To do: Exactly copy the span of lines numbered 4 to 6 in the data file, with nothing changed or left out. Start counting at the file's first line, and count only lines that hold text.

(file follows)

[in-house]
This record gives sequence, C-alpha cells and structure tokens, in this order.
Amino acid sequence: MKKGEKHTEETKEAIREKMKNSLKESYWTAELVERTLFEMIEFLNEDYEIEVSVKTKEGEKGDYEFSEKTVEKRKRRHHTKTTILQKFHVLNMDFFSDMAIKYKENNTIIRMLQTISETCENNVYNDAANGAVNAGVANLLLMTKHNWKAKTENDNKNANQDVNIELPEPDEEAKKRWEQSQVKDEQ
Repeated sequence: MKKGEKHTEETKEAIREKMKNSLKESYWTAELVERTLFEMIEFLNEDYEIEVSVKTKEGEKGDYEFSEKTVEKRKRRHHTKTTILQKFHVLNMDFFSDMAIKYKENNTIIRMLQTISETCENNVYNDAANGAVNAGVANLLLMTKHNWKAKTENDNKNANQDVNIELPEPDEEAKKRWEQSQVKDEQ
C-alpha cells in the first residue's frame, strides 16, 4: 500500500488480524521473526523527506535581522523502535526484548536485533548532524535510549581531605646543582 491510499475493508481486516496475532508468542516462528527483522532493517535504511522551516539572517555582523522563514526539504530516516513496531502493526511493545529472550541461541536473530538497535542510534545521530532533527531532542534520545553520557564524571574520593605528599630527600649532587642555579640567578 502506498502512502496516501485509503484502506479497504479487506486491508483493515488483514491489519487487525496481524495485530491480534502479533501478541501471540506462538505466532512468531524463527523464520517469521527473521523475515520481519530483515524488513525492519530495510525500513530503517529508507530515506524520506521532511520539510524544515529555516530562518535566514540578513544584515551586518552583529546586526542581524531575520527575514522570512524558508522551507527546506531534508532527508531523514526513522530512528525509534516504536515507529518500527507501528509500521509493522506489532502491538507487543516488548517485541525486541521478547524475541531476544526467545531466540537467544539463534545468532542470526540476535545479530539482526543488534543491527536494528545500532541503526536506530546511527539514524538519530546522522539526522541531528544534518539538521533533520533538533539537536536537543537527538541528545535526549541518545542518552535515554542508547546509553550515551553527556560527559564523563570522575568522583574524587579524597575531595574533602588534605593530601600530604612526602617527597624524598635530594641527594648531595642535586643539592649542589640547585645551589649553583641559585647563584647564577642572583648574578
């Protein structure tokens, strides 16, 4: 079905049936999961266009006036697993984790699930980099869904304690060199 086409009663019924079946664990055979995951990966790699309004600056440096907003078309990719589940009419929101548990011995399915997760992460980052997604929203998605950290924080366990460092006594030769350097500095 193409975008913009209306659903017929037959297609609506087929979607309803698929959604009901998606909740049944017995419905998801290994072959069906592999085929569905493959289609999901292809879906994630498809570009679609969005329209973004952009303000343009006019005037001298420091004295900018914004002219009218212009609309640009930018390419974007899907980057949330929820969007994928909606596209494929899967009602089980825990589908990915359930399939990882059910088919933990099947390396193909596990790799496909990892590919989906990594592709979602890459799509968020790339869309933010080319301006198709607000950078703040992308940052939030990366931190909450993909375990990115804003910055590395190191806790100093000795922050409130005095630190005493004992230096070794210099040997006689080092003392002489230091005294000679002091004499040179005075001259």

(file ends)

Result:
Repeated sequence: MKKGEKHTEETKEAIREKMKNSLKESYWTAELVERTLFEMIEFLNEDYEIEVSVKTKEGEKGDYEFSEKTVEKRKRRHHTKTTILQKFHVLNMDFFSDMAIKYKENNTIIRMLQTISETCENNVYNDAANGAVNAGVANLLLMTKHNWKAKTENDNKNANQDVNIELPEPDEEAKKRWEQSQVKDEQ
C-alpha cells in the first residue's frame, strides 16, 4: 500500500488480524521473526523527506535581522523502535526484548536485533548532524535510549581531605646543582 491510499475493508481486516496475532508468542516462528527483522532493517535504511522551516539572517555582523522563514526539504530516516513496531502493526511493545529472550541461541536473530538497535542510534545521530532533527531532542534520545553520557564524571574520593605528599630527600649532587642555579640567578 502506498502512502496516501485509503484502506479497504479487506486491508483493515488483514491489519487487525496481524495485530491480534502479533501478541501471540506462538505466532512468531524463527523464520517469521527473521523475515520481519530483515524488513525492519530495510525500513530503517529508507530515506524520506521532511520539510524544515529555516530562518535566514540578513544584515551586518552583529546586526542581524531575520527575514522570512524558508522551507527546506531534508532527508531523514526513522530512528525509534516504536515507529518500527507501528509500521509493522506489532502491538507487543516488548517485541525486541521478547524475541531476544526467545531466540537467544539463534545468532542470526540476535545479530539482526543488534543491527536494528545500532541503526536506530546511527539514524538519530546522522539526522541531528544534518539538521533533520533538533539537536536537543537527538541528545535526549541518545542518552535515554542508547546509553550515551553527556560527559564523563570522575568522583574524587579524597575531595574533602588534605593530601600530604612526602617527597624524598635530594641527594648531595642535586643539592649542589640547585645551589649553583641559585647563584647564577642572583648574578
């Protein structure tokens, strides 16, 4: 079905049936999961266009006036697993984790699930980099869904304690060199 086409009663019924079946664990055979995951990966790699309004600056440096907003078309990719589940009419929101548990011995399915997760992460980052997604929203998605950290924080366990460092006594030769350097500095 193409975008913009209306659903017929037959297609609506087929979607309803698929959604009901998606909740049944017995419905998801290994072959069906592999085929569905493959289609999901292809879906994630498809570009679609969005329209973004952009303000343009006019005037001298420091004295900018914004002219009218212009609309640009930018390419974007899907980057949330929820969007994928909606596209494929899967009602089980825990589908990915359930399939990882059910088919933990099947390396193909596990790799496909990892590919989906990594592709979602890459799509968020790339869309933010080319301006198709607000950078703040992308940052939030990366931190909450993909375990990115804003910055590395190191806790100093000795922050409130005095630190005493004992230096070794210099040997006689080092003392002489230091005294000679002091004499040179005075001259």